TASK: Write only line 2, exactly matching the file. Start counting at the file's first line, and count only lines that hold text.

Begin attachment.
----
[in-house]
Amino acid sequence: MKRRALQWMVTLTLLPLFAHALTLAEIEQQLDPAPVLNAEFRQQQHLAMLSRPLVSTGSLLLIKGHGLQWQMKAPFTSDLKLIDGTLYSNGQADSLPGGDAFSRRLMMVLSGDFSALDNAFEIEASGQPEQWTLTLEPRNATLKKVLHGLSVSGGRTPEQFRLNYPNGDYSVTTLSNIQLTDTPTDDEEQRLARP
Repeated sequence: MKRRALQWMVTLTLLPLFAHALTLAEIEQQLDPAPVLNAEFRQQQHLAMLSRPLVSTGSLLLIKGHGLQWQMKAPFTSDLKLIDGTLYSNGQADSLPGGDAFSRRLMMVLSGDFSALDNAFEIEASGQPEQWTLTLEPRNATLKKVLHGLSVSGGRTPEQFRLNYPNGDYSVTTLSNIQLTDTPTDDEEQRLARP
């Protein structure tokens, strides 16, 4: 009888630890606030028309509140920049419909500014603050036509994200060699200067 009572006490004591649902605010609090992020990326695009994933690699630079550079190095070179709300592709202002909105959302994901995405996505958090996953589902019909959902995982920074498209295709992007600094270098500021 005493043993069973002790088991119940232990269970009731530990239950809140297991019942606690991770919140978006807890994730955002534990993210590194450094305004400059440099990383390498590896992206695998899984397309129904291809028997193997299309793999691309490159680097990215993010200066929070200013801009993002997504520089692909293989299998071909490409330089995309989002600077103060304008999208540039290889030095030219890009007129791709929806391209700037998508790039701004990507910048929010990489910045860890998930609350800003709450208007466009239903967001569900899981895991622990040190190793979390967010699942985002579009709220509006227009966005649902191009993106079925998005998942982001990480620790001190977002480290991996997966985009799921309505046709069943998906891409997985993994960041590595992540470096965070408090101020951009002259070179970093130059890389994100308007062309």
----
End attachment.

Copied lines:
Amino acid sequence: MKRRALQWMVTLTLLPLFAHALTLAEIEQQLDPAPVLNAEFRQQQHLAMLSRPLVSTGSLLLIKGHGLQWQMKAPFTSDLKLIDGTLYSNGQADSLPGGDAFSRRLMMVLSGDFSALDNAFEIEASGQPEQWTLTLEPRNATLKKVLHGLSVSGGRTPEQFRLNYPNGDYSVTTLSNIQLTDTPTDDEEQRLARP